WHILE WHEAT stubble burning has gone down by 40 per cent since last year in the state, which also recorded a satisfactory to moderate Air Quality Index (AQI) on Monday, the coming few weeks will be a major challenge for the Punjab Pollution Control Board (PPCB) as wheat harvesting season is almost complete and paddy sowing dates are drawing near.
Data sourced from the PPCB shows that till May 16, a total of 5,981 wheat stubble fire incidents have been recorded in Punjab against the 9,900 instances recorded on the same date last year. Punjab grows wheat on 35 lakh hectares, which produced over 200 lakh tonnes of wheat straw annually. The Doaba region — which has Jalandhar, Hoshiarpur, Nawan Shahr and Kapurthala districts — has recorded the lowest number of stubble burning incidents at 632 while the Majha region — which comprises Amritsar, Tarn Taran, Gurdaspur and Pathankot districts — has recorded 1,613 incidents. The Malwa region has recorded 3,736 cases with Sangrur and Bathinda districts at the top with 553 and 548 cases respectively.
“With paddy sowing about to begin from June 13, Punjab’s farmers may set more and more fields on fire to clear the leftover wheat stubble after making fodder,” said a senior PCCB officer, adding that till date, it is under control as compared to last season.
“In Punjab, around 90% of the wheat stubble is used to make dry fodder for cattle and only a small percentage of farmers are setting fields on fire. They are being educated by the department regularly about the bad effects of burning fields which kills several crop-friendly insects and causes pollution,” said director of the state agriculture department Dr Sutantra Kumar Airy, adding that after making fodder, only a little stubble, mainly roots, is left and this can be ploughed into the fields and it would get mixed with the soil by the time paddy sowing begins.
Dr Airy further said that thousands of farmers have been ploughing wheat stubble in the soil following several camps put up by the department to educate them. Engineer and PPCB Member Secretary Krunesh Garg, said that despite majority field staff being on poll duty they had been able keep stubble burning under control so far. Till April 25, there were no such cases in Punjab, while last year there were 72 on the same date.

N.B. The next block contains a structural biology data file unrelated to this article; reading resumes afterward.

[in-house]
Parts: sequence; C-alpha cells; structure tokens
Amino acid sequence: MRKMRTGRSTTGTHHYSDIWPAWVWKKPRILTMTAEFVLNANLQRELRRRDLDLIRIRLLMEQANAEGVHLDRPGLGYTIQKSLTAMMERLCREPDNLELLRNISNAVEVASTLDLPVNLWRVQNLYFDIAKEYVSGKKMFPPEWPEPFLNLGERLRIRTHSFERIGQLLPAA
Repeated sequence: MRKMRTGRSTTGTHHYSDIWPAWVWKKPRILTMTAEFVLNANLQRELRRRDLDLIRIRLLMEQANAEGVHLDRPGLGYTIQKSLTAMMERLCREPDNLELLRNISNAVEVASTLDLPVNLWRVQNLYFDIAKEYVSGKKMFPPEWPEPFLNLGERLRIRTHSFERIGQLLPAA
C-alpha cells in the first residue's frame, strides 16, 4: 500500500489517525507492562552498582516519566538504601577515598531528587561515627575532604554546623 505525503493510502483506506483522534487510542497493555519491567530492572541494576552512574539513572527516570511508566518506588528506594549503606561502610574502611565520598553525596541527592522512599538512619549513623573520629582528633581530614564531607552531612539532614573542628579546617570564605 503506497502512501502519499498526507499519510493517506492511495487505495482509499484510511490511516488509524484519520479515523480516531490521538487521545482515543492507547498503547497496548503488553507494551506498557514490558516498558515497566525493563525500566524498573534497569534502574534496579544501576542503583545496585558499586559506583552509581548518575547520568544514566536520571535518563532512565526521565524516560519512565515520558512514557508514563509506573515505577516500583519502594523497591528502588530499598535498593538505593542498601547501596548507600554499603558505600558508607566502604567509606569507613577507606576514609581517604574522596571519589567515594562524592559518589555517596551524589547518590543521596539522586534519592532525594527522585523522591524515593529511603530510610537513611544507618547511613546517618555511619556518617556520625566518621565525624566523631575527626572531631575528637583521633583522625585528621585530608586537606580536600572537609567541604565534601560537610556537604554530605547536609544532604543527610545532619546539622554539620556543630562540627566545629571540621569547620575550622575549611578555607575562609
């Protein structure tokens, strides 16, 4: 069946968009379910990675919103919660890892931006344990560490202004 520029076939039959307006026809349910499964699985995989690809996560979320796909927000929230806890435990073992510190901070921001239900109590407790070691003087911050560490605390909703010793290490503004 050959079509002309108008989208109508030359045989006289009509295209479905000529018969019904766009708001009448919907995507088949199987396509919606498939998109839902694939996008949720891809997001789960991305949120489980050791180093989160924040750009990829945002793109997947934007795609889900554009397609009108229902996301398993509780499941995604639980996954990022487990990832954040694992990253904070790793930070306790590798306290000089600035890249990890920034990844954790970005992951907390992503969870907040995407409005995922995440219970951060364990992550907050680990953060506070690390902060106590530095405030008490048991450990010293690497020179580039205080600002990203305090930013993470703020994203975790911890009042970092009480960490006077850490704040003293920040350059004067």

Amritsar and Tarn Taran have recorded 536 and 518 stubble burning fire incidents respectively. Apart from Gurdaspur, Firozpur, Moga and Mansa have recorded 491, 363, 332 and 304 incidents respectively. Five districts have recorded less than 100 stubble burning incidents each which include 31, which is the lowest in state, in Rupnagar, 63 in SBS Nagar, 68 at Pathankot, 71 in SAS Nagar and 98 at Fatehgarh Sahib.
Last year, the maximum cases of stubble burning recorded in a single day was 1,500 on May 9, 2018, across the state. This year, the maximum number of cases were recorded on May 12 at 1,291. Last year, there were at least four days when over 1,000 to 1,500 fires were recorded on any single day. This year, there is only one day till date when over 1,000 fires were recorded. From May 12, the figures show a decline in stubble burning incidents with 400 incidents recorded on May 16.
In terms of air quality, the CPCB Amritsar recorded satisfactory AQI on Monday with 100 AQI. Ludhiana, Khanna, Mandi Gobindgarh, Bathinda, Jalandhar, Patiala and Rup Nagar also recorded moderate AQI with 101, 113, 166, 138, 151, 156 and AQI, respectively.
As per the parameters of the pollution control board the presence of Suspended Particulate Matter (RSPM) between 0-55 /cubic meter (mg/cm) in the air is considered good while a reading of 100 is permissible, satisfactory and moderate is between 101 to 220.
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